Many words must be specified as being components of all three types of labels: information labels, sensitivity labels, and clearances. In fact, in most cases, words that appear in sensitivity labels also appear in clearances and information labels.
(Sometimes the word may have a different name or prefix in a clearance, but has the same meaning as the sensitivity label word because it is associated with the same compartment bits. See Chapter 5, Sensitivity Label, Clearance, Channels, and Printer Banner Encodings for a discussion of why a clearance word might have a different prefix than an otherwise equivalent sensitivity label word. Also, sometimes the word may have a different name in an information label, but has the same meaning as the sensitivity label word because it is associated with the same compartment bits. In other cases, the word may not appear in an information label, but one or more other words that specify the same compartment bit pattern do appear.)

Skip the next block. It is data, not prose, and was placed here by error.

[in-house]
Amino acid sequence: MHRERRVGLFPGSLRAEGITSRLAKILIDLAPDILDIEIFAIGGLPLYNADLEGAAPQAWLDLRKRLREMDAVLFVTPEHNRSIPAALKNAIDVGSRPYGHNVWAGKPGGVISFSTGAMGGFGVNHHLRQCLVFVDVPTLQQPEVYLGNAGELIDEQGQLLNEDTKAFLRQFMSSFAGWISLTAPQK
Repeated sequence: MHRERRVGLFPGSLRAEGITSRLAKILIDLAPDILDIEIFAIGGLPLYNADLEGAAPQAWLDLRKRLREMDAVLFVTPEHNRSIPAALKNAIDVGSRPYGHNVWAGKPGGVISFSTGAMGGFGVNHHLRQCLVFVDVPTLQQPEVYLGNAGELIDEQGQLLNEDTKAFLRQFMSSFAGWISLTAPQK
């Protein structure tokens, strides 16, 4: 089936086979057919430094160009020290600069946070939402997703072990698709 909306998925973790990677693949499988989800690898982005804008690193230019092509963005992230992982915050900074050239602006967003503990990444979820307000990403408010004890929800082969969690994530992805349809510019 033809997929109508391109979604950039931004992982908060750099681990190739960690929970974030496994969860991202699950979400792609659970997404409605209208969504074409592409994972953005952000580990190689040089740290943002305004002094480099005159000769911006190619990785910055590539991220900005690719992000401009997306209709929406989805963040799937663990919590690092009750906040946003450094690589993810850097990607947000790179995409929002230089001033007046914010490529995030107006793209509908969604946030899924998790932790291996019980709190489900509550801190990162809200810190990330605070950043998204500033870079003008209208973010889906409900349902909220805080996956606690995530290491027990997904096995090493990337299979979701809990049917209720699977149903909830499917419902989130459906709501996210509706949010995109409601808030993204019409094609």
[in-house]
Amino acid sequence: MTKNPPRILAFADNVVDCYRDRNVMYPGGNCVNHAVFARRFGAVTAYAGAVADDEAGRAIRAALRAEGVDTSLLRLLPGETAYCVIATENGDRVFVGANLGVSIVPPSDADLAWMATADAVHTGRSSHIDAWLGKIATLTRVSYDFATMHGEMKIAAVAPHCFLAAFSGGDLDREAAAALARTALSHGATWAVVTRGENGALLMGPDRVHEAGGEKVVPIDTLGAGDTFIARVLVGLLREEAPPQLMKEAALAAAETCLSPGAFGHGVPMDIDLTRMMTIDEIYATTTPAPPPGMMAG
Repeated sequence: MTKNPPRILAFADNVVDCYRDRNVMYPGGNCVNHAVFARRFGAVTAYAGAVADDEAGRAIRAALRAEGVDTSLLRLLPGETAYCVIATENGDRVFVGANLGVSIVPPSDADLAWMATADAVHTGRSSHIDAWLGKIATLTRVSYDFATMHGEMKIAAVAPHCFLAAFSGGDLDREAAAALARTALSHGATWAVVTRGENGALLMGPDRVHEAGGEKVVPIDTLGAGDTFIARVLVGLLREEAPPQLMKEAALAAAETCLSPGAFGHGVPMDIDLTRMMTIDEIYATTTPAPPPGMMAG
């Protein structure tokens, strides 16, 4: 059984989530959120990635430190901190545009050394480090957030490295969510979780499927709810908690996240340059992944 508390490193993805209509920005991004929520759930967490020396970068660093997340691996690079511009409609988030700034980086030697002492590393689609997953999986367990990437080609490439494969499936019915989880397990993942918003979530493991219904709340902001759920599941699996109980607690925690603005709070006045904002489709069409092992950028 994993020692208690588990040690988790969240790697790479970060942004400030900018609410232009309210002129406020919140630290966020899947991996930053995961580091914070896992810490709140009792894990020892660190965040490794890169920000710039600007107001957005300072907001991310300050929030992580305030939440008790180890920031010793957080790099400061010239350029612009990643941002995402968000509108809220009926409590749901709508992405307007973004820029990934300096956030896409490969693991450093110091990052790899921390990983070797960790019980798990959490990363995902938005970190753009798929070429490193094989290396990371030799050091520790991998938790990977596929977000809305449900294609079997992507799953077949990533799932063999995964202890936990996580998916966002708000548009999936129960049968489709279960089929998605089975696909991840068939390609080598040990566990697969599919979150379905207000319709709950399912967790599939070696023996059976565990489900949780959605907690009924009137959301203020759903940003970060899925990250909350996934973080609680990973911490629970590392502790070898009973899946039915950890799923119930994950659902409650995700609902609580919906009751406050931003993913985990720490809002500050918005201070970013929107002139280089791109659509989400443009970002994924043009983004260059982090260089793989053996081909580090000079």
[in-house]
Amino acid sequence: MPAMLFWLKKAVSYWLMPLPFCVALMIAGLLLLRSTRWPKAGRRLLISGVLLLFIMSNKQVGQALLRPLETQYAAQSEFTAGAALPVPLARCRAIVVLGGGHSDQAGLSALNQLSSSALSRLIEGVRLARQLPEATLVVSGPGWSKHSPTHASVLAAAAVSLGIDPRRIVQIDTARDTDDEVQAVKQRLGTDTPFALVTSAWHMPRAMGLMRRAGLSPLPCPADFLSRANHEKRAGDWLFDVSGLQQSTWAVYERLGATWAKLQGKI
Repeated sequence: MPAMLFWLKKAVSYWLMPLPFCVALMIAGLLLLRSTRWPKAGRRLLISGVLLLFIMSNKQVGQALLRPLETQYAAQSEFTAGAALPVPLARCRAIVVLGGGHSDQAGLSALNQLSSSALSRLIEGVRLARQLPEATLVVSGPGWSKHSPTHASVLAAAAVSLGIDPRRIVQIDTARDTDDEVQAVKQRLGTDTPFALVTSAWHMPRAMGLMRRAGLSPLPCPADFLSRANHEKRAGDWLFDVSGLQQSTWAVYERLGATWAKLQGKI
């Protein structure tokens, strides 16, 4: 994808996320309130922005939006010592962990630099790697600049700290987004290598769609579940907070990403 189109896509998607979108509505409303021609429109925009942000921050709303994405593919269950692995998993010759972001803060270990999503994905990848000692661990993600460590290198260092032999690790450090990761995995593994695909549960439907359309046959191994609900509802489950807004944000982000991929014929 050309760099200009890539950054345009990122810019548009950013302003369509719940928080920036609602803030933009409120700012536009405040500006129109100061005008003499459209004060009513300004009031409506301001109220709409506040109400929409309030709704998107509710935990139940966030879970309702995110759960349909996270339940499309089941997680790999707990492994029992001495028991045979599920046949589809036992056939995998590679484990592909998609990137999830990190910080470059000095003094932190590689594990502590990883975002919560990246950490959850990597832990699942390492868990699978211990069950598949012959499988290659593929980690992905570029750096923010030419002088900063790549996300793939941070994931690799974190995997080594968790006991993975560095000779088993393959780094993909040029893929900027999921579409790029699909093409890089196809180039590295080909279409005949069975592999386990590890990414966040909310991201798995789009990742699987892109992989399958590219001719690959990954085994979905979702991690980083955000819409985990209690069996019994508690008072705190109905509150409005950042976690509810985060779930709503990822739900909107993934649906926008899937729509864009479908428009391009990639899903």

When the same word appears in multiple types of labels, extreme care must be taken to ensure that the words are specified as consistently as possible in each label. In particular, the words should have the same minclass, maxclass, and the same required combinations and combination constraints with respect to combinations with words that also appear in multiple labels. Any inconsistencies may have undesired results.
For example, consider a system that facilitates downgrading the sensitivity label of an object by setting it equal to the classification and compartments of the object's information label. Consider also the encodings in Example 7-1. With these encodings, CONFIDENTIAL A would be a valid information label, and SECRET A B would be a valid sensitivity label, both for the same object. However, if the system's “downgrade sensitivity label to information label classification and compartments” function is performed, the sensitivity label would become CONFIDENTIAL A. Such a sensitivity label is invalid for two reasons: 1) the word A in a sensitivity label has a minimum classification of SECRET, and 2) the word A requires the word B in a sensitivity label. Consistently encoding the word A for both information and sensitivity labels would have avoided this problem.
Example 7-1 Inconsistent encodings example
CLASSIFICATIONS: NAME= CONFIDENTIAL; SNAME= C; VALUE= 4; NAME= SECRET; SNAME= C; VALUE= 5; INFORMATION LABELS: WORDS: NAME= A; COMPARTMENTS= 2; MINCLASS= C; NAME= B; COMPARTMENTS= 3; MINCLASS= C; REQUIRED COMBINATIONS: COMBINATION CONSTRAINTS SENSITIVITY LABELS: WORDS: NAME= A; COMPARTMENTS= 2; MINCLASS= S; NAME= B; COMPARTMENTS= 3; MINCLASS= C; REQUIRED COMBINATIONS: A B COMBINATION CONSTRAINTS